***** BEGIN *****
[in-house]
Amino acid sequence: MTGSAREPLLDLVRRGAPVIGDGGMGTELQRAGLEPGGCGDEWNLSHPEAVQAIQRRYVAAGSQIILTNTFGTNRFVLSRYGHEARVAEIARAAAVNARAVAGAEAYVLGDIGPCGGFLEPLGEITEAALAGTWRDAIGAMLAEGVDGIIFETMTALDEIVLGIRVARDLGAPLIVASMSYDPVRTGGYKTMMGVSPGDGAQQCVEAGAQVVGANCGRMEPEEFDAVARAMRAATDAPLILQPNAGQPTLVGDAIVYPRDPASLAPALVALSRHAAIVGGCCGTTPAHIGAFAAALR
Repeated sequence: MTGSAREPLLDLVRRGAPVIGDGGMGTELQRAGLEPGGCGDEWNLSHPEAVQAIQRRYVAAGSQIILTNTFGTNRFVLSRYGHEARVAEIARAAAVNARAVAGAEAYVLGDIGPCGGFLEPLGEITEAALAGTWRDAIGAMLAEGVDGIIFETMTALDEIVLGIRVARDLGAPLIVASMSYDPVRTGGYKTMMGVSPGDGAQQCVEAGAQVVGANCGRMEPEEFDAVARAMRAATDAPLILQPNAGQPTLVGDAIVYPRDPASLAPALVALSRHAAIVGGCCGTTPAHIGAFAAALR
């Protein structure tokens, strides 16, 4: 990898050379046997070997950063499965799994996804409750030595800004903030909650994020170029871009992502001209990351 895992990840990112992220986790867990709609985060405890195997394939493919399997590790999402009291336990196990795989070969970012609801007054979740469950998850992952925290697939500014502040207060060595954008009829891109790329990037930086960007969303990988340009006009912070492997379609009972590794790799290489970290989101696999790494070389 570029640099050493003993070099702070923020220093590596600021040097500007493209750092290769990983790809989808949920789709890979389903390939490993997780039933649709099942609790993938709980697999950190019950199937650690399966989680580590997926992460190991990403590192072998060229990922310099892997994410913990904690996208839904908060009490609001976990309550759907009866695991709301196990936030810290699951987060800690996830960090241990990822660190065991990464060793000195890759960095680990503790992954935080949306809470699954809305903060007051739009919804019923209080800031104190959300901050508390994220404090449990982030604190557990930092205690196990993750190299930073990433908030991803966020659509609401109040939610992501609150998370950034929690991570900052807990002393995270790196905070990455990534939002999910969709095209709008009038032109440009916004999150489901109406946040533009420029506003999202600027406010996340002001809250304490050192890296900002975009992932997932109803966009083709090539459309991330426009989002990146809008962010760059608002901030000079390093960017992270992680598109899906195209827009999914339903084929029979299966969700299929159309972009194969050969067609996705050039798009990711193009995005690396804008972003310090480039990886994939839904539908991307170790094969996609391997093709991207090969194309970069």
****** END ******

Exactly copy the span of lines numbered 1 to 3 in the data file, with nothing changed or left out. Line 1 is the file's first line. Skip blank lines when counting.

[in-house]
Amino acid sequence: MTGSAREPLLDLVRRGAPVIGDGGMGTELQRAGLEPGGCGDEWNLSHPEAVQAIQRRYVAAGSQIILTNTFGTNRFVLSRYGHEARVAEIARAAAVNARAVAGAEAYVLGDIGPCGGFLEPLGEITEAALAGTWRDAIGAMLAEGVDGIIFETMTALDEIVLGIRVARDLGAPLIVASMSYDPVRTGGYKTMMGVSPGDGAQQCVEAGAQVVGANCGRMEPEEFDAVARAMRAATDAPLILQPNAGQPTLVGDAIVYPRDPASLAPALVALSRHAAIVGGCCGTTPAHIGAFAAALR
Repeated sequence: MTGSAREPLLDLVRRGAPVIGDGGMGTELQRAGLEPGGCGDEWNLSHPEAVQAIQRRYVAAGSQIILTNTFGTNRFVLSRYGHEARVAEIARAAAVNARAVAGAEAYVLGDIGPCGGFLEPLGEITEAALAGTWRDAIGAMLAEGVDGIIFETMTALDEIVLGIRVARDLGAPLIVASMSYDPVRTGGYKTMMGVSPGDGAQQCVEAGAQVVGANCGRMEPEEFDAVARAMRAATDAPLILQPNAGQPTLVGDAIVYPRDPASLAPALVALSRHAAIVGGCCGTTPAHIGAFAAALR